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GUEST blog: Big cash deposits don’t make tenants more responsible

The private rented sector's reliance on cash deposits to keep tenants in line is misguided, says industry figure.

Gary Wright

flatfair deposits wright

Recent data on spiralling rents makes for grim reading amidst an already severe cost of living crisis.

Figures from HomeLet show that compared to last year, average rent in London is up 11.8 percent – almost double the current rate of inflation.

Conventional wisdom holds that with five weeks’ rent held as a deposit – a huge sum in cities like London and Manchester – renters would be incentivised towards good behaviour when there is so much money on the table.

Fewer disputes

However, flatfair’s data shows there are fewer disputes between landlords and tenants when deposits are avoided altogether, and tenants simply pay for any charges when they move out, or if necessary independent government-backed adjudicators make a judgement against all the evidence that has been shared.

This is the model that flatfair uses, and the good behaviour of our tenants is evident from the data we’ve collected: 62 percent of plans have closed without charges.

High deposits are traditionally levied against tenants to protect property owners against damage – but our data puts lie to that idea. In reality, there is little evidence to suggest taking large sums promotes any behavioural changes. On the contrary, trusted tenants make better tenants.

Not only that but given that tenants typically don’t get deposits back before they move into a new place, large deposits disincentivise moving home, stymieing the rental market. According to a report by the Centre for Policy Studies (CPS), forcing tenants to come up with enough cash for deposits makes it difficult for many individuals to relocate between residences for precisely this reason. Compared to homeowners, renters are far more likely to have insufficient savings to stump up the cash for two deposits simultaneously.

Unsurprisingly, according to YouGov polling, 43 percent of renters said they would prefer to see deposits replaced with an alternative system.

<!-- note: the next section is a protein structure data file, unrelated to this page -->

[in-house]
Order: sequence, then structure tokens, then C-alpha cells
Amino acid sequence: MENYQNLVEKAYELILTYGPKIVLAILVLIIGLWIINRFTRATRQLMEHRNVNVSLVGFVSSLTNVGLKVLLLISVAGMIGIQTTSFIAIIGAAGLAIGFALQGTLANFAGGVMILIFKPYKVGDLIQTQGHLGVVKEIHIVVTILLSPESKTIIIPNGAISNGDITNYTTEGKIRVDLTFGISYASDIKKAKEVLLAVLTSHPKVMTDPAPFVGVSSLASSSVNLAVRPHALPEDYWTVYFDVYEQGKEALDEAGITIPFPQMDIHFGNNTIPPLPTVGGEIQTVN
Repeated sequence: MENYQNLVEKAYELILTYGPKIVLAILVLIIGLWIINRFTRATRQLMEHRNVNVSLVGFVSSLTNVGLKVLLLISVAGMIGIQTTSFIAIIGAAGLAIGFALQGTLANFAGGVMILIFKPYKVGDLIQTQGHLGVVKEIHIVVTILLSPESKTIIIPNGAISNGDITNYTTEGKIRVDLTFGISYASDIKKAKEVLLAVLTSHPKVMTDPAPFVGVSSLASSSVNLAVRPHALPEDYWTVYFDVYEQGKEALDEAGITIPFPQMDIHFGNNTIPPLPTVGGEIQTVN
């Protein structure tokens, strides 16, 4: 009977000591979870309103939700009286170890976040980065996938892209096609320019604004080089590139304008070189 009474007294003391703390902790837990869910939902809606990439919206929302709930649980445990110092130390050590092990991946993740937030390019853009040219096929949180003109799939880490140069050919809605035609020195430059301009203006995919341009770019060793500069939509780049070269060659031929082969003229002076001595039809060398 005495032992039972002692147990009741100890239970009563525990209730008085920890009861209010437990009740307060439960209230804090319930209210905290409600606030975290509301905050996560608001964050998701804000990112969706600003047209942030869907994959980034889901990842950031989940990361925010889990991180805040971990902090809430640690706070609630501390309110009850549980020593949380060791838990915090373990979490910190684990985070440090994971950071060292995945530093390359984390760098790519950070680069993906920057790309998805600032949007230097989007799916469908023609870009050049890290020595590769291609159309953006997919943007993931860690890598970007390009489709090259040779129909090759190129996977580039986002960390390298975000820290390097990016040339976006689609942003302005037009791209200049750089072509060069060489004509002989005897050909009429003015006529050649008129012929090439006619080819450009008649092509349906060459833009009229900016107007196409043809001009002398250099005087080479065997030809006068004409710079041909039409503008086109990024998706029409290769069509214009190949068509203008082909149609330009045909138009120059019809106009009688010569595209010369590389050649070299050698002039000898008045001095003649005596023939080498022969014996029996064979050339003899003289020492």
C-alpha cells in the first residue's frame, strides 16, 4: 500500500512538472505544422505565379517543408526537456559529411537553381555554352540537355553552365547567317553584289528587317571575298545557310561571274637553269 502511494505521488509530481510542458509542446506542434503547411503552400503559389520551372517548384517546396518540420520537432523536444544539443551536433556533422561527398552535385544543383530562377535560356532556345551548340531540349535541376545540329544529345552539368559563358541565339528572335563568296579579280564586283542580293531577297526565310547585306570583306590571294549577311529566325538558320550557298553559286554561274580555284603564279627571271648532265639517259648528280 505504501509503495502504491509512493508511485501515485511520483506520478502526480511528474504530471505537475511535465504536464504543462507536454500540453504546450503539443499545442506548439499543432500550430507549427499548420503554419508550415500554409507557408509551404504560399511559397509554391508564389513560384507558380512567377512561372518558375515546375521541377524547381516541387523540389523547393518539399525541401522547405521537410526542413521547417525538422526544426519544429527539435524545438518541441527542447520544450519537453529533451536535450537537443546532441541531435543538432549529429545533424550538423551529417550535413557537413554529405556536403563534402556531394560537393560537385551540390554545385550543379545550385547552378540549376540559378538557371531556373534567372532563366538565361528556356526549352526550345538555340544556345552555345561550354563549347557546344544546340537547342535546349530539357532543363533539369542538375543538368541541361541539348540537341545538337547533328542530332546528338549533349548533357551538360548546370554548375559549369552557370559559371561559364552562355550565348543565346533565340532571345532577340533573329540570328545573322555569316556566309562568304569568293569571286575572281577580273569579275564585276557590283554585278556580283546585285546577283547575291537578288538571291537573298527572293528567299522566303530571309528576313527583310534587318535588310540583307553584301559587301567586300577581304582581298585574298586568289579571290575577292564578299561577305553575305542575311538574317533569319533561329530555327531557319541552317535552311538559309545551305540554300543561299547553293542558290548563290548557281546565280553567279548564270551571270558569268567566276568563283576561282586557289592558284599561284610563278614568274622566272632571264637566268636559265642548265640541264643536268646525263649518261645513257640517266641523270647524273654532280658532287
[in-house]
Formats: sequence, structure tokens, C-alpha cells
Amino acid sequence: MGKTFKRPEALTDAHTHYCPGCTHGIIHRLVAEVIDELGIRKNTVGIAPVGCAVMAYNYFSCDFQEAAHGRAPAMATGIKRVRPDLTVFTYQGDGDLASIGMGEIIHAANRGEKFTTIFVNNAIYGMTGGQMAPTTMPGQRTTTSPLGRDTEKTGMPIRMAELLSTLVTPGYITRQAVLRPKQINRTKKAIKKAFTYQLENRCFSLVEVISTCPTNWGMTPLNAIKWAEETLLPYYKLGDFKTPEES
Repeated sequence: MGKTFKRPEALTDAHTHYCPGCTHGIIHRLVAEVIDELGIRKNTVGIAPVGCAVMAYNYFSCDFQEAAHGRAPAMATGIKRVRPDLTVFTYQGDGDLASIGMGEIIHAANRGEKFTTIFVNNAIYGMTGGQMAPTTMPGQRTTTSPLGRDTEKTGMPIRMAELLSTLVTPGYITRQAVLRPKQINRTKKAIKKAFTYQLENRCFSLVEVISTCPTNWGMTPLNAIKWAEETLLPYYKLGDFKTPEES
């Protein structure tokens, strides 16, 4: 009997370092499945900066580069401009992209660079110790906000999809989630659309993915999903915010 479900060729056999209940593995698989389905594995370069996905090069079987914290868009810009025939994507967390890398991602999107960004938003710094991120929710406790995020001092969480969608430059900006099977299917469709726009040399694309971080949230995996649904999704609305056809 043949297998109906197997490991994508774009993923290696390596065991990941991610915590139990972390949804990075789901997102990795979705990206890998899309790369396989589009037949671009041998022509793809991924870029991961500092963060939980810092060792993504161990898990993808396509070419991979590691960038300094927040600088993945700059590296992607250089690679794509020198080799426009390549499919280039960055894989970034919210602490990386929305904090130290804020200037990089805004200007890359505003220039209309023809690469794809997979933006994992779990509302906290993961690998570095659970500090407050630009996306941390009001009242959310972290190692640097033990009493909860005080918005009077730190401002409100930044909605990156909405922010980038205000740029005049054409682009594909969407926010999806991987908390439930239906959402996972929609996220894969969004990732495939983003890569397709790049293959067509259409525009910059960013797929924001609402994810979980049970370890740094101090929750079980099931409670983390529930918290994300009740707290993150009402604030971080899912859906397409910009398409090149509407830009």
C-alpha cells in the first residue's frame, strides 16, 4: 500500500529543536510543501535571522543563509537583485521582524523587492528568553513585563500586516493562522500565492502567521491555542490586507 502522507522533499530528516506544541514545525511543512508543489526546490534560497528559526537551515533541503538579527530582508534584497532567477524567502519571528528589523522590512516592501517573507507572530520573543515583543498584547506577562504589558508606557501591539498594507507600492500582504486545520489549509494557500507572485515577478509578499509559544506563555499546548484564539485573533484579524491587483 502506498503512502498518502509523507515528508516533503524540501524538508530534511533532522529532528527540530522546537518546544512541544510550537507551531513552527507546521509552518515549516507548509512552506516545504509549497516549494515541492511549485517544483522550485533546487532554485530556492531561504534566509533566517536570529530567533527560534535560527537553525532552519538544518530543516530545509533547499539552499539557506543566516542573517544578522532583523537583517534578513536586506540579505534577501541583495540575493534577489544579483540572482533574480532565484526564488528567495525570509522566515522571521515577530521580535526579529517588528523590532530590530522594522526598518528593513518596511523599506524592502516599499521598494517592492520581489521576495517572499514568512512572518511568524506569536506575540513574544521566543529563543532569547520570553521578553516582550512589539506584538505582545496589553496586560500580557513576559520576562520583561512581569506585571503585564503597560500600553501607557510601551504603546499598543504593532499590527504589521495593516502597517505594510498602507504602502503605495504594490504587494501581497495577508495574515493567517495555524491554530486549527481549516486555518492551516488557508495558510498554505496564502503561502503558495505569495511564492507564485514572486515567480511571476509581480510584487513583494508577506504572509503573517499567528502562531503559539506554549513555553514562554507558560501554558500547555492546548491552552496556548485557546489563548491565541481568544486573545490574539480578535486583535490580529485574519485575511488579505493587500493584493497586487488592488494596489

However, this statistic suggests that traditional deposits do indeed work for many people. Rethinking the way, we approach deposits isn’t about mandating one process over another but providing savvy renters with a full breadth of options in order to enable them to make the choice that makes the most sense in their circumstances.

Deposit alternatives are therefore a win-win for tenant and landlord.

Tenants aren’t faced with the financial burden of having to find a sizeable deposit in a high-inflation environment, and landlords can rest easy in the knowledge that deposit-free systems don’t make tenants any more likely to damage the property – indeed, they may in fact incentivise better behaviour, particularly where alternatives are marketed as an amenity alongside perks traditionally offered in BTR, such as co-working spaces or communal living areas.

It’s high time we opened the market and started to provide all tenants access to a deposit alternative, allowing them to make the choice on which option is the right one for them.

Read The Neg’s recent feature on the alternative deposit sector,

Gary Wright is COO and co-CEO of flatfair.

 

April 8, 2022

One comment

  1. Responsible or not, with costs rising, more landlords are losing out when it comes to basic tasks such as getting cleaners in where tenants have failed. If there was more money in the pot, fewer landlords would find themselves in the situation of paying for tenants failings.

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